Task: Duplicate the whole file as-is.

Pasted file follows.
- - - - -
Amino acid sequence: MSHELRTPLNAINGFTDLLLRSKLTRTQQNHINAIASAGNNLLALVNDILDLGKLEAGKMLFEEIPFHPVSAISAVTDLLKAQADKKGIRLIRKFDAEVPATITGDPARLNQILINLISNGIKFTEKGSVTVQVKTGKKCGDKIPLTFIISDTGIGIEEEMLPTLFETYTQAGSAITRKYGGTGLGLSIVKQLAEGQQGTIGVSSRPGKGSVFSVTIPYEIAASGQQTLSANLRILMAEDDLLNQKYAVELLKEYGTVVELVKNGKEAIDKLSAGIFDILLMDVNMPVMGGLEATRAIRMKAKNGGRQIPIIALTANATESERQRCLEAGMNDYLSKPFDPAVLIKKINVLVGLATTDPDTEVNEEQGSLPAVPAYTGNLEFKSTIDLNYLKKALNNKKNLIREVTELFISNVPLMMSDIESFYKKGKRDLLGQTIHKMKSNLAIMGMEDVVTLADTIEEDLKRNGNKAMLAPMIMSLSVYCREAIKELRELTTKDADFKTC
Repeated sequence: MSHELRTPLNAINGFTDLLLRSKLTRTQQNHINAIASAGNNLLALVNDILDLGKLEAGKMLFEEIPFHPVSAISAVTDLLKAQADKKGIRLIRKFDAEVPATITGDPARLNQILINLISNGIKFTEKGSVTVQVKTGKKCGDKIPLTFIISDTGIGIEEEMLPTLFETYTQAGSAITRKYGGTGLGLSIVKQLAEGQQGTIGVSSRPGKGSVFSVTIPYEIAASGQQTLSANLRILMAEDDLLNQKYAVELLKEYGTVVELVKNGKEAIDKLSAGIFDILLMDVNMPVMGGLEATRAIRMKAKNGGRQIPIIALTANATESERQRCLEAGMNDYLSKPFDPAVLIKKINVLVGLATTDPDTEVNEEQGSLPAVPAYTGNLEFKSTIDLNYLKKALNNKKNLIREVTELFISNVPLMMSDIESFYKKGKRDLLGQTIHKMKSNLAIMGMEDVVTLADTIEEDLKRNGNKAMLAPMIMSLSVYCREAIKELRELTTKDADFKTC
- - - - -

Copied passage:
Amino acid sequence: MSHELRTPLNAINGFTDLLLRSKLTRTQQNHINAIASAGNNLLALVNDILDLGKLEAGKMLFEEIPFHPVSAISAVTDLLKAQADKKGIRLIRKFDAEVPATITGDPARLNQILINLISNGIKFTEKGSVTVQVKTGKKCGDKIPLTFIISDTGIGIEEEMLPTLFETYTQAGSAITRKYGGTGLGLSIVKQLAEGQQGTIGVSSRPGKGSVFSVTIPYEIAASGQQTLSANLRILMAEDDLLNQKYAVELLKEYGTVVELVKNGKEAIDKLSAGIFDILLMDVNMPVMGGLEATRAIRMKAKNGGRQIPIIALTANATESERQRCLEAGMNDYLSKPFDPAVLIKKINVLVGLATTDPDTEVNEEQGSLPAVPAYTGNLEFKSTIDLNYLKKALNNKKNLIREVTELFISNVPLMMSDIESFYKKGKRDLLGQTIHKMKSNLAIMGMEDVVTLADTIEEDLKRNGNKAMLAPMIMSLSVYCREAIKELRELTTKDADFKTC
Repeated sequence: MSHELRTPLNAINGFTDLLLRSKLTRTQQNHINAIASAGNNLLALVNDILDLGKLEAGKMLFEEIPFHPVSAISAVTDLLKAQADKKGIRLIRKFDAEVPATITGDPARLNQILINLISNGIKFTEKGSVTVQVKTGKKCGDKIPLTFIISDTGIGIEEEMLPTLFETYTQAGSAITRKYGGTGLGLSIVKQLAEGQQGTIGVSSRPGKGSVFSVTIPYEIAASGQQTLSANLRILMAEDDLLNQKYAVELLKEYGTVVELVKNGKEAIDKLSAGIFDILLMDVNMPVMGGLEATRAIRMKAKNGGRQIPIIALTANATESERQRCLEAGMNDYLSKPFDPAVLIKKINVLVGLATTDPDTEVNEEQGSLPAVPAYTGNLEFKSTIDLNYLKKALNNKKNLIREVTELFISNVPLMMSDIESFYKKGKRDLLGQTIHKMKSNLAIMGMEDVVTLADTIEEDLKRNGNKAMLAPMIMSLSVYCREAIKELRELTTKDADFKTC